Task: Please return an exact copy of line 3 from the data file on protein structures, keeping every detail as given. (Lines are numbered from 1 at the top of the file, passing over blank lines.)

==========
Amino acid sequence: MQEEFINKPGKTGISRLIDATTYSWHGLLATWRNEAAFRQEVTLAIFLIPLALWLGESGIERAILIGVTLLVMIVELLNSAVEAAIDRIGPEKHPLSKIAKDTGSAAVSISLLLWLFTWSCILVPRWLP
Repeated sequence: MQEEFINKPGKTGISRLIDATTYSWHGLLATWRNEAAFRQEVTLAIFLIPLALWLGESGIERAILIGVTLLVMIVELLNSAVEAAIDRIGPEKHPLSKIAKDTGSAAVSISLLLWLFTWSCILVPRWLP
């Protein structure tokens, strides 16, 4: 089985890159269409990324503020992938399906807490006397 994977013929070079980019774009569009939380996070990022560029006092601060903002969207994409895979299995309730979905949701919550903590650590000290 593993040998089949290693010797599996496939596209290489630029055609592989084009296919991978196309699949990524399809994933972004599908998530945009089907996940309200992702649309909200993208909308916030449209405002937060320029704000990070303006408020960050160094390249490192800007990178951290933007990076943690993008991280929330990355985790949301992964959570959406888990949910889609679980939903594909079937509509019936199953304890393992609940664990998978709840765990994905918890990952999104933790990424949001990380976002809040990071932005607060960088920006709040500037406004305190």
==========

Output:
């Protein structure tokens, strides 16, 4: 089985890159269409990324503020992938399906807490006397 994977013929070079980019774009569009939380996070990022560029006092601060903002969207994409895979299995309730979905949701919550903590650590000290 593993040998089949290693010797599996496939596209290489630029055609592989084009296919991978196309699949990524399809994933972004599908998530945009089907996940309200992702649309909200993208909308916030449209405002937060320029704000990070303006408020960050160094390249490192800007990178951290933007990076943690993008991280929330990355985790949301992964959570959406888990949910889609679980939903594909079937509509019936199953304890393992609940664990998978709840765990994905918890990952999104933790990424949001990380976002809040990071932005607060960088920006709040500037406004305190």